Partially to blame for the uncritical support of the DREAM Act are different factions of the immigrant rights movement, as well as funders and some progressive media, that have pushed for an uncritical embrace of the immigrant rights movement among progressives.  It is difficult to raise critical views of the (diverse) immigrant rights movement, even when making it clear that one rejects the white supremacy and white nationalism of the right wing (as well as white-run progressive media and progressive institutions, such as some labor unions) without experiencing some backlash from other progressives, particularly people of color.  In turn, critical questions about how immigrant rights movements may support, rather than undermine U.S. hegemony or white supremacy, have been taken off the table at most progressive gatherings, large and small.  Subsequently, while some may express concern about the DREAM Act being part of a defense-authorization bill, there are probably fewer who will openly take stands against the bill given the threat of being labeled xenophobic by some progressives unwilling to reject the U.S. military state or interrogate the politics of immigration from an anti-racist and anti-capitalist perspective.  In the process, the military may end up getting easier access to immigrant youth who may have difficulty going to college.

As the passage from Dragon ladies shows, some take into account the complexity of identities and political realities as well as maintain oppositional stances against those apparatuses that are largely responsible for the limited choices far too many people have.  Many of us are looking for ways to mediate the very real vulnerabilities and lack of job security, as well as forms of social rejection that causes the stress, fear, and physical consequences experienced before and especially during this recession.  And given the recent upsurge in explicit gestures of white supremacy and white nationalism as demonstrated by the growing strength of the Tea Party, it may be the most expedient to play up on the shared support of the U.S. military among a broad spectrum of people in order to secure, at least on paper, some basic rights to which straight and/or white people have gotten access.  But progressives who support the repeal of DADT and passage of the DREAM Act might instead consider other political possibilities explored by some of those who are the subjects of such policy debates; these folks, some of whom are desperately in need of protection, job security, and safety, encourage us to resist the urge for quick resolutions that ultimately serve to stabilize the military state and instead explore more humane options—for those targeted by DADT and the DREAM Act as well as the rest of the world.

*The image used with this article is created by Chris Vargas for Against equality: Queer challenges to the politics of inclusion.

**Thanks to Bruce A. Dixon’s commentary on the DREAM Act in Black Agenda Report (BAR), which gave a link to the 2009 DOD Report, to which a reference was inserted in this article after Dixon’s appeared in the September 22, 2010 edition of BAR.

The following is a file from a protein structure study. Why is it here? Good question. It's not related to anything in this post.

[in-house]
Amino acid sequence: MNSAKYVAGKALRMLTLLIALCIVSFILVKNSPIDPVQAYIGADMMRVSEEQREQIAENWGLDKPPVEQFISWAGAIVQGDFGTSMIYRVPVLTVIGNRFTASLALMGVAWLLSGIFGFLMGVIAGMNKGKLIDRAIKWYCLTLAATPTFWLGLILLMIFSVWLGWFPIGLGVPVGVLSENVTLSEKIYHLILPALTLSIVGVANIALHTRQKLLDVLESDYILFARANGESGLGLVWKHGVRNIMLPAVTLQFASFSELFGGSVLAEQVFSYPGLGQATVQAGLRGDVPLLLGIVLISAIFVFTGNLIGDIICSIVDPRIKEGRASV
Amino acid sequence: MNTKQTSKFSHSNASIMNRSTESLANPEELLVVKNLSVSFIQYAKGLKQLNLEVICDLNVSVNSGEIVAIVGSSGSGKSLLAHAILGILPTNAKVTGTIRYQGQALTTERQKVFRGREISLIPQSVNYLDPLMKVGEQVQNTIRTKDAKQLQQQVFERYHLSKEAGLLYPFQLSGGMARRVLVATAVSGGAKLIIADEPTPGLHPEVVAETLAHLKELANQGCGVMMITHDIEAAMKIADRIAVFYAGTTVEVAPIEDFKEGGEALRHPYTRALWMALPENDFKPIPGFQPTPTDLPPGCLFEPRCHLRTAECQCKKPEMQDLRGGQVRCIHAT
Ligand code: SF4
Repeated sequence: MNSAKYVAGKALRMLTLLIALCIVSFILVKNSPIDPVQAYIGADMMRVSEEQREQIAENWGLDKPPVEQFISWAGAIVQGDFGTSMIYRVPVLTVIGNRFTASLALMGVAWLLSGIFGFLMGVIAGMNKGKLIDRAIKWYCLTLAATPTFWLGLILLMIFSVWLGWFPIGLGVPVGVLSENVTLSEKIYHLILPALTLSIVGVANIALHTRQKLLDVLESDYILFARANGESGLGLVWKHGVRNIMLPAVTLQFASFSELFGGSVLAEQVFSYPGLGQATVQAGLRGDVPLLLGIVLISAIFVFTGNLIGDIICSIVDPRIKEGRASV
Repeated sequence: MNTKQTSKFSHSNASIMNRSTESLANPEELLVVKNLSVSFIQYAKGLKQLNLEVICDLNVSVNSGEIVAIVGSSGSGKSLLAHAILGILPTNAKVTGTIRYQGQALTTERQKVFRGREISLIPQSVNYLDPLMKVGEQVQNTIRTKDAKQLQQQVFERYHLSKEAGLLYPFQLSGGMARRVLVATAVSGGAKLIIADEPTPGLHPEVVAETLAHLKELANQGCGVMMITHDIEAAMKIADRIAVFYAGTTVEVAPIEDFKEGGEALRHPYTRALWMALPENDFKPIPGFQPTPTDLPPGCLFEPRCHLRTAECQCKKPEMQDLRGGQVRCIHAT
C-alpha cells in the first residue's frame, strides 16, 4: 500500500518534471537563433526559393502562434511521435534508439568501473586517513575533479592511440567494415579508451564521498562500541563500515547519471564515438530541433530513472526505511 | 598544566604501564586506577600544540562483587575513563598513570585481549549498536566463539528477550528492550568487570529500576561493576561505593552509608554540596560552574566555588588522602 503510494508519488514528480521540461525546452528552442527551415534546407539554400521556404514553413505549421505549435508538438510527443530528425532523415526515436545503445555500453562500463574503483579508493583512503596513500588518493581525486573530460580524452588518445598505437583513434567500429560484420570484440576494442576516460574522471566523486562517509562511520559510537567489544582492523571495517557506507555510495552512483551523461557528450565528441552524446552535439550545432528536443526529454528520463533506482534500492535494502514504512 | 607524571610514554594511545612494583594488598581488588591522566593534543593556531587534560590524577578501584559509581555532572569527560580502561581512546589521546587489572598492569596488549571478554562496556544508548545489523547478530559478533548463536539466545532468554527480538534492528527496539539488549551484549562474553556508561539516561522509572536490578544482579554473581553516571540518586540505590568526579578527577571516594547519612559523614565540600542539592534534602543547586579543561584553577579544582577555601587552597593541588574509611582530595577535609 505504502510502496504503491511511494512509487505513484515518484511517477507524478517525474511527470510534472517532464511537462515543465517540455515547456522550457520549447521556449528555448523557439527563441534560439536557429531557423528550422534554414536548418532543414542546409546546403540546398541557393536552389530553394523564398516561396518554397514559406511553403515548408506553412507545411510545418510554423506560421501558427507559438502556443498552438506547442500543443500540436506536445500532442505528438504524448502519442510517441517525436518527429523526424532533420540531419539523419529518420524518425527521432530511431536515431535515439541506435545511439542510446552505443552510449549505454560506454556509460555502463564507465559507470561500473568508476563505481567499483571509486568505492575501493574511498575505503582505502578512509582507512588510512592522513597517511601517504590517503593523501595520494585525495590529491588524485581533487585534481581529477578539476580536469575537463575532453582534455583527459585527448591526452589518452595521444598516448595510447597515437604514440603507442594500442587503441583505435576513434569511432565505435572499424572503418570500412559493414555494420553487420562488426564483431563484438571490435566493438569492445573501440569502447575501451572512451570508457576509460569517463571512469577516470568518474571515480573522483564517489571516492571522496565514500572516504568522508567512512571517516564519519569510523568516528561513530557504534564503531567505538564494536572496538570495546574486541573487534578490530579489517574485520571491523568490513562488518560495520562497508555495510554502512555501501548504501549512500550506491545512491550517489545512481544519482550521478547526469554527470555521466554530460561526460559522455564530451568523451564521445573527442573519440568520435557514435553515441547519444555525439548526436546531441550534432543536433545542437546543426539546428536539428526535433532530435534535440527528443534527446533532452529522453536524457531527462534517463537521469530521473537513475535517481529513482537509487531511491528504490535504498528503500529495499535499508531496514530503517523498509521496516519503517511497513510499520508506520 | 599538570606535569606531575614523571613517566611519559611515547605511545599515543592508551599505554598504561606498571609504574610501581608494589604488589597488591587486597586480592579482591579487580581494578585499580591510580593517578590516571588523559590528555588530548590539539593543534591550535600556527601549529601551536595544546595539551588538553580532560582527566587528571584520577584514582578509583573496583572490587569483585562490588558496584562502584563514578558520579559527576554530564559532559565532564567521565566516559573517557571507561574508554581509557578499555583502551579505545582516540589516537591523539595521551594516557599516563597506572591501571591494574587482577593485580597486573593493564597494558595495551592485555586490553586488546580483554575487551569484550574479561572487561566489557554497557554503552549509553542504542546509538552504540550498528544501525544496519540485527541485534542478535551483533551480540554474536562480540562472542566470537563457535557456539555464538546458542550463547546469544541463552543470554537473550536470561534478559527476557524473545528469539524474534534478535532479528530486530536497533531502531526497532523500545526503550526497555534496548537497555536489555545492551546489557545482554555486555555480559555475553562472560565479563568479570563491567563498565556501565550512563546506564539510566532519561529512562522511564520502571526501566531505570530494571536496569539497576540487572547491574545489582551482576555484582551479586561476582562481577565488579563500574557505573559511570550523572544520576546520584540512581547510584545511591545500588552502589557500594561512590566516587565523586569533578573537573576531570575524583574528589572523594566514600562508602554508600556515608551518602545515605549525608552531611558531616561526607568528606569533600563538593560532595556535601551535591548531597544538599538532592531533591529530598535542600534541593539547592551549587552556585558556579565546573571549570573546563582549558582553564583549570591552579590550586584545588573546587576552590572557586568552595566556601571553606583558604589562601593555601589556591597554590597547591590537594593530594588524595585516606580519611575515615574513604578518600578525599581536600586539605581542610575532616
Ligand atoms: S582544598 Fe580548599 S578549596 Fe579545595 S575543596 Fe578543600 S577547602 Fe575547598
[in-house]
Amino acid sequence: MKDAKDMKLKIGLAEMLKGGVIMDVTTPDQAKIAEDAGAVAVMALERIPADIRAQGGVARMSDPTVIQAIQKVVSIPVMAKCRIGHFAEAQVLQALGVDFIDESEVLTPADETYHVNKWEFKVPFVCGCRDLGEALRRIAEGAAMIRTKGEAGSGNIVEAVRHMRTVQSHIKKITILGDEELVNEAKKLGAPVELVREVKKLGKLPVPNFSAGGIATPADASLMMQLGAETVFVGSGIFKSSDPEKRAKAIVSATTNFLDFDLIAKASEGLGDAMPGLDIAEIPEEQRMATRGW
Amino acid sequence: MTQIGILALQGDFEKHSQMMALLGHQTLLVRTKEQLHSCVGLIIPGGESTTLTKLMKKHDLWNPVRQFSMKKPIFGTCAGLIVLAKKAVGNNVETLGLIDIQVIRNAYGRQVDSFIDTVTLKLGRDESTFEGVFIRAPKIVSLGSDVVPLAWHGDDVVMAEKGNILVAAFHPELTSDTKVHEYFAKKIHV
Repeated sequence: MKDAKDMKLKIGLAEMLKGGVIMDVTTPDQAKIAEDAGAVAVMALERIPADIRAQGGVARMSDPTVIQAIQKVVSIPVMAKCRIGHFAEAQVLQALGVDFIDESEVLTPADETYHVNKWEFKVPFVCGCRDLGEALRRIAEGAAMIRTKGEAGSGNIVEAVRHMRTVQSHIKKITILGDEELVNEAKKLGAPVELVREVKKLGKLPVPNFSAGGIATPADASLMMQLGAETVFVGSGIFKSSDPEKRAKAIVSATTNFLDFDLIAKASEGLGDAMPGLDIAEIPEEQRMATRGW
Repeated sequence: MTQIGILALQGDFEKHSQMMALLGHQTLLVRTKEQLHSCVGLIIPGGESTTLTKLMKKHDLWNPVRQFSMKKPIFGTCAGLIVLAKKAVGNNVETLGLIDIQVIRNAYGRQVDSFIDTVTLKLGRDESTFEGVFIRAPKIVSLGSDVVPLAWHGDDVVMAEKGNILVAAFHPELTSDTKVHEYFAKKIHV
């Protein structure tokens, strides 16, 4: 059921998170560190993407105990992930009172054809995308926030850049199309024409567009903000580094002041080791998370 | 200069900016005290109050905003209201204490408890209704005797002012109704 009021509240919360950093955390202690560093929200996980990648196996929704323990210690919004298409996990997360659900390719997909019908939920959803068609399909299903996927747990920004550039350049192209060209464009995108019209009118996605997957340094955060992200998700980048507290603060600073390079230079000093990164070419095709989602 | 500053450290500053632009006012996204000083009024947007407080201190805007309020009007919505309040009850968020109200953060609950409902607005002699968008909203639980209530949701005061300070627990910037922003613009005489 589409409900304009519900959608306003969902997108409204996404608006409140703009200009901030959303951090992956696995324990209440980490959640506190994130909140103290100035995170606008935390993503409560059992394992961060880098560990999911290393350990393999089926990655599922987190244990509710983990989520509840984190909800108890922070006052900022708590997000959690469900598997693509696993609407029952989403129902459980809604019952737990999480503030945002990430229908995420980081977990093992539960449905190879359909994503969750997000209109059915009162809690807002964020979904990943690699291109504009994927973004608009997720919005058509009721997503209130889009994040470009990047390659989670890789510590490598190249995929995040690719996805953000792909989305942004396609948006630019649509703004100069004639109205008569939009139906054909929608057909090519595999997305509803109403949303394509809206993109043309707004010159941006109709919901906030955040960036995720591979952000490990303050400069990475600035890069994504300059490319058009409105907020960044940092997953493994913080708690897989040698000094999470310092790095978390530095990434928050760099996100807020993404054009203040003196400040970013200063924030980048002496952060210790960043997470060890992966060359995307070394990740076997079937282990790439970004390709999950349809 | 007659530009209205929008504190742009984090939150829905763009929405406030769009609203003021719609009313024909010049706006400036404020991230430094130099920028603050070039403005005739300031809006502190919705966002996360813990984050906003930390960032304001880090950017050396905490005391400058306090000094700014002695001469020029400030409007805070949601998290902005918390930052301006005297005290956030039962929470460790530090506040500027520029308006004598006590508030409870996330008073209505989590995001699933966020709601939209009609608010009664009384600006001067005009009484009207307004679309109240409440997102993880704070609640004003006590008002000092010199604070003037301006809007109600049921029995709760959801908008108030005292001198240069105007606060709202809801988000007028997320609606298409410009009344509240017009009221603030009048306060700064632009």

1. September 19, 2010 at 6:46 pm | #1

    Very interesting and through provoking post. I think I kept coming back to the question, “if not this (DADT & Dream) then what?” In part, my question betrays itself because it says, “the interests of the most vulnerable can only be spoken to via radical compromise.” For that reason, you had me thinking of the many legislations that we, on the Left, advocate for that re-inscribe or re-articulate inequalities while we enjoy increased “access.” I do have to disagree that it’s not pragmatic, in fact I think it’s a perfect illustration of Derrick Bell’s interest convergence theory. Given I can think of numerous folks who had to remain closeted and under the fear of outing to maintain their military eligibility (re: job/livelihood) and many folks who don’t have access to higher ed despite being over qualified, the increased access/protection will serve a purpose. But this again points to the differences between pragmatic and justice. I don’t have a solution or conclusion but definitely appreciate you highlighting the issue of endowing oppression further in a quest for rights. A number of folks have responded on twitter, hope they leave comments on here (see told you you needed to be on twitter).

  2. Maria in Cali
    September 19, 2010 at 7:10 pm | #2

    you raise critical issues here! Thank you! As Dumi mentions they’re quite provocative. Indeed the socio-cultural, political, context of DADT and DREAM are far too complex to render these two policies the beacons of (even in a ballpark somewhere nearby) ultimate liberation. As you accurately point out, we’ve got plenty more that we need to be doing. With DREAM, I can’t not support it. Too many brilliant young brothas n sisters are in colleges across the country and have far too limited options sans DREAM’s passage. Something must be done. And I see no other pathway without the current one…and yes I agree it’s a jacked up, we-are-not-doing-enough-approach but we need some inroads asap. An example of similar legislation
    might be the Voting Rights Act. Is it enough to allow folks to vote in a messed up system where serious dynamics of power impede some citizens’ full participation? Sure and lil by lil we can continue to dismantle….but again you had me thinking about both DADT and DREAM in a way I hadn’t yet- ‘preciate ya.